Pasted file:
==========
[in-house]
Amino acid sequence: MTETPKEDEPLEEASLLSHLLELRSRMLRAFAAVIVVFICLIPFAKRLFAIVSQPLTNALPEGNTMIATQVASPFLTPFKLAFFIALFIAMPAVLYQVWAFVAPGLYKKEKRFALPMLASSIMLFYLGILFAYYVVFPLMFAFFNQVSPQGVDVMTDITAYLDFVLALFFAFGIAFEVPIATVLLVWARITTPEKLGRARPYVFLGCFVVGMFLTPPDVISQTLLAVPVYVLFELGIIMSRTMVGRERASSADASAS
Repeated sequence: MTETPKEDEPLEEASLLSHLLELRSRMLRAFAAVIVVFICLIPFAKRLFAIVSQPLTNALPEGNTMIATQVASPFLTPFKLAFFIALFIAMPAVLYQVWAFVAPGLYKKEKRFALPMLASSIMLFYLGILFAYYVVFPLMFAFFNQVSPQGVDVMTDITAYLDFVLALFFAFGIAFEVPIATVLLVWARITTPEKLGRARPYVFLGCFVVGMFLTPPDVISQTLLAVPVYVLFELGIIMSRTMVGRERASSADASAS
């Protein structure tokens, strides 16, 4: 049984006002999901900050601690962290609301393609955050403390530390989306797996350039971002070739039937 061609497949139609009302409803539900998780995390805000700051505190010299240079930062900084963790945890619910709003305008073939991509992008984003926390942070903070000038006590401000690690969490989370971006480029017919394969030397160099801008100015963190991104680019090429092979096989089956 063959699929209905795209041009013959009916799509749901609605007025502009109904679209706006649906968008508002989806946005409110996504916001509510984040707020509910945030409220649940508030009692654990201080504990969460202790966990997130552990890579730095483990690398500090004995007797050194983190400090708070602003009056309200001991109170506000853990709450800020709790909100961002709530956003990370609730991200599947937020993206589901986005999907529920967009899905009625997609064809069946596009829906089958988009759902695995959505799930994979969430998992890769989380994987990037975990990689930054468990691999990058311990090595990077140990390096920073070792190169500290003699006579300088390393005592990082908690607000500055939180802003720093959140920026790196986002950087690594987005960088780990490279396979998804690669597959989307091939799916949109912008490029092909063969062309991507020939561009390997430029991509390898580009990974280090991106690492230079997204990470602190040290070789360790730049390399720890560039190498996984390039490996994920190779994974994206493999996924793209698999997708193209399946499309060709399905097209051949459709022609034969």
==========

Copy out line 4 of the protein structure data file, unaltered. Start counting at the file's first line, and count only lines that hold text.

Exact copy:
């Protein structure tokens, strides 16, 4: 049984006002999901900050601690962290609301393609955050403390530390989306797996350039971002070739039937 061609497949139609009302409803539900998780995390805000700051505190010299240079930062900084963790945890619910709003305008073939991509992008984003926390942070903070000038006590401000690690969490989370971006480029017919394969030397160099801008100015963190991104680019090429092979096989089956 063959699929209905795209041009013959009916799509749901609605007025502009109904679209706006649906968008508002989806946005409110996504916001509510984040707020509910945030409220649940508030009692654990201080504990969460202790966990997130552990890579730095483990690398500090004995007797050194983190400090708070602003009056309200001991109170506000853990709450800020709790909100961002709530956003990370609730991200599947937020993206589901986005999907529920967009899905009625997609064809069946596009829906089958988009759902695995959505799930994979969430998992890769989380994987990037975990990689930054468990691999990058311990090595990077140990390096920073070792190169500290003699006579300088390393005592990082908690607000500055939180802003720093959140920026790196986002950087690594987005960088780990490279396979998804690669597959989307091939799916949109912008490029092909063969062309991507020939561009390997430029991509390898580009990974280090991106690492230079997204990470602190040290070789360790730049390399720890560039190498996984390039490996994920190779994974994206493999996924793209698999997708193209399946499309060709399905097209051949459709022609034969």